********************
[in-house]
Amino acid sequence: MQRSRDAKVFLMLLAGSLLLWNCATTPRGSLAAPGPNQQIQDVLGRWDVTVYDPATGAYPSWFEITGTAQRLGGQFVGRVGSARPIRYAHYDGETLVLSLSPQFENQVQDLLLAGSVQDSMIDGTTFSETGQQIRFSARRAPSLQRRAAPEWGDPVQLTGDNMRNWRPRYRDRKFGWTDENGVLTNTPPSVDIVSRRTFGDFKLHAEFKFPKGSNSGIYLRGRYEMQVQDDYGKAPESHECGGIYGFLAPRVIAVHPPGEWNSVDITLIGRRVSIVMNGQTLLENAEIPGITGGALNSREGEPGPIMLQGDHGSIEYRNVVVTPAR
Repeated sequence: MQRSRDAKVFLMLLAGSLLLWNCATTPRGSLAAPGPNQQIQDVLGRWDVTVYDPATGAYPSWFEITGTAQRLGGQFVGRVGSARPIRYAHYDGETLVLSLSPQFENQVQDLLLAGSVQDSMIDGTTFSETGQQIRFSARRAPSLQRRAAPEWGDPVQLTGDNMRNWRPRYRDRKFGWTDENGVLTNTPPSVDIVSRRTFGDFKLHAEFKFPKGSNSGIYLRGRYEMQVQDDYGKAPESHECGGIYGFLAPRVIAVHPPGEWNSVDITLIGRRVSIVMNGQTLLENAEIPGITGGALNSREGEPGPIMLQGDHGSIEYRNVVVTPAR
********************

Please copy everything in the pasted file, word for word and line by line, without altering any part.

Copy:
[in-house]
Amino acid sequence: MQRSRDAKVFLMLLAGSLLLWNCATTPRGSLAAPGPNQQIQDVLGRWDVTVYDPATGAYPSWFEITGTAQRLGGQFVGRVGSARPIRYAHYDGETLVLSLSPQFENQVQDLLLAGSVQDSMIDGTTFSETGQQIRFSARRAPSLQRRAAPEWGDPVQLTGDNMRNWRPRYRDRKFGWTDENGVLTNTPPSVDIVSRRTFGDFKLHAEFKFPKGSNSGIYLRGRYEMQVQDDYGKAPESHECGGIYGFLAPRVIAVHPPGEWNSVDITLIGRRVSIVMNGQTLLENAEIPGITGGALNSREGEPGPIMLQGDHGSIEYRNVVVTPAR
Repeated sequence: MQRSRDAKVFLMLLAGSLLLWNCATTPRGSLAAPGPNQQIQDVLGRWDVTVYDPATGAYPSWFEITGTAQRLGGQFVGRVGSARPIRYAHYDGETLVLSLSPQFENQVQDLLLAGSVQDSMIDGTTFSETGQQIRFSARRAPSLQRRAAPEWGDPVQLTGDNMRNWRPRYRDRKFGWTDENGVLTNTPPSVDIVSRRTFGDFKLHAEFKFPKGSNSGIYLRGRYEMQVQDDYGKAPESHECGGIYGFLAPRVIAVHPPGEWNSVDITLIGRRVSIVMNGQTLLENAEIPGITGGALNSREGEPGPIMLQGDHGSIEYRNVVVTPAR